In a bizarre turn of events, the National Association of Realtors posted, then removed before reposting, a video featuring the trade group’s interim CEO Nykia Wright “setting the record straight” on agent commissions.
The video was first posted on Wednesday around 9 a.m. ET before being removed roughly two hours later. It reappeared on NAR’s website later in the day around 6 p.m. ET.
In the original video, Wright is heard telling viewers that “NAR does not set commissions; it never has and it never will. Period. End of story.” In the reposted video, Wright’s statement was edited to say, “NAR does not set commissions. And it never will.”
NAR has, in fact, set commissions in the past. In 1983, the Federal Trade Commission published a study titled “The Residential Real Estate Brokerage Industry,” which detailed NAR’s historic use of fee schedules and highlighted that, prior to 1950, it was against the trade group’s code of ethics to charge less than a standard commission rate.
NAR noted this in a text-based message included at the end of the video. The text reads: “This video has been edited to reflect that, while NAR does not set commissions, a mid-1900s Supreme Court case held that NAR rate cards in use at the time were improper. The present litigation has nothing to do with those rate cards, and in fact, NAR’s rules have expressly prohibited anticompetitive behavior for decades.”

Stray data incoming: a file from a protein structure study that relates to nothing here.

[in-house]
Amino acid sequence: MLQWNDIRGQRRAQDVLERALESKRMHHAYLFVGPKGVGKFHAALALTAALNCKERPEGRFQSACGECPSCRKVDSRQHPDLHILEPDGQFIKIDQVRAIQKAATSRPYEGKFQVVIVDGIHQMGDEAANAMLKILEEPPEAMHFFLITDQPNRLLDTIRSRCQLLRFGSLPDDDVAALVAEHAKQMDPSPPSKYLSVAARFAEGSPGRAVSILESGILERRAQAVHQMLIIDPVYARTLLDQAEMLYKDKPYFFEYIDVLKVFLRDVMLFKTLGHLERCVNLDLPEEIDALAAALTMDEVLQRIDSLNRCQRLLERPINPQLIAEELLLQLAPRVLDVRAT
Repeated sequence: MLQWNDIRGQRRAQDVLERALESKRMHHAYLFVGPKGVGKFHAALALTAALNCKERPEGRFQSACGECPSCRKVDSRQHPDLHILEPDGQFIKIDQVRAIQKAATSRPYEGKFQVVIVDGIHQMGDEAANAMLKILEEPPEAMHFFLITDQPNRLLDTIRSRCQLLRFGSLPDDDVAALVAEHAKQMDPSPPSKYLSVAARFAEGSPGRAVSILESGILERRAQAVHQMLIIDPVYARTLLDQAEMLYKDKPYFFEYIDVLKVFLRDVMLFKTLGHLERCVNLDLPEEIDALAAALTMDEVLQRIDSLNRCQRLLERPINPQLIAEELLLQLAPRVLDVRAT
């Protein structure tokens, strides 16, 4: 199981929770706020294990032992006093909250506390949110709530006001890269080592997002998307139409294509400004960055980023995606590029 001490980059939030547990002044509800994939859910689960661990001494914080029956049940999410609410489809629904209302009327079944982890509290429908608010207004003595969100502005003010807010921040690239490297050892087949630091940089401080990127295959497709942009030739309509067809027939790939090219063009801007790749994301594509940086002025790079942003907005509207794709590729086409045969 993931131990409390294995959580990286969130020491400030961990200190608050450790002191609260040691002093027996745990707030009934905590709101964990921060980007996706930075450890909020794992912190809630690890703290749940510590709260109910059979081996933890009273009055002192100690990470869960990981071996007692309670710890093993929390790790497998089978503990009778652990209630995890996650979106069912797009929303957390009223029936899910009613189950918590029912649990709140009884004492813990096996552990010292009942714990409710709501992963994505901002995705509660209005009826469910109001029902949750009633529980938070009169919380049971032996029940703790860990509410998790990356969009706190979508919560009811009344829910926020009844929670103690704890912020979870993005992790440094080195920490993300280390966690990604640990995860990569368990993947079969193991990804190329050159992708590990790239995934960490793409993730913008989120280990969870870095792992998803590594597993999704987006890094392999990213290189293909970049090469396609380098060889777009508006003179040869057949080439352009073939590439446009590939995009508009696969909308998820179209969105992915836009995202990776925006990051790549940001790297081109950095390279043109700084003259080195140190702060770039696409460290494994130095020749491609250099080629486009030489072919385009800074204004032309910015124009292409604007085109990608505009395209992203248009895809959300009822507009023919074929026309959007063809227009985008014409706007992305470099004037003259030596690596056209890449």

While NAR is accused of price fixing in the ongoing commission lawsuits, it is not being accused of setting commissions. Instead, the trade group is being accused of having protocols, like the Participation Rule, in place that have enabled competitors to stabilize commissions. NAR did not address the code of ethics of its Participation Rule in the video.
“We updated the video to avoid any distraction from the fact that NAR does not set commissions and that our rules have expressly prohibited anticompetitive behavior for decades,” a NAR spokesperson wrote in an email.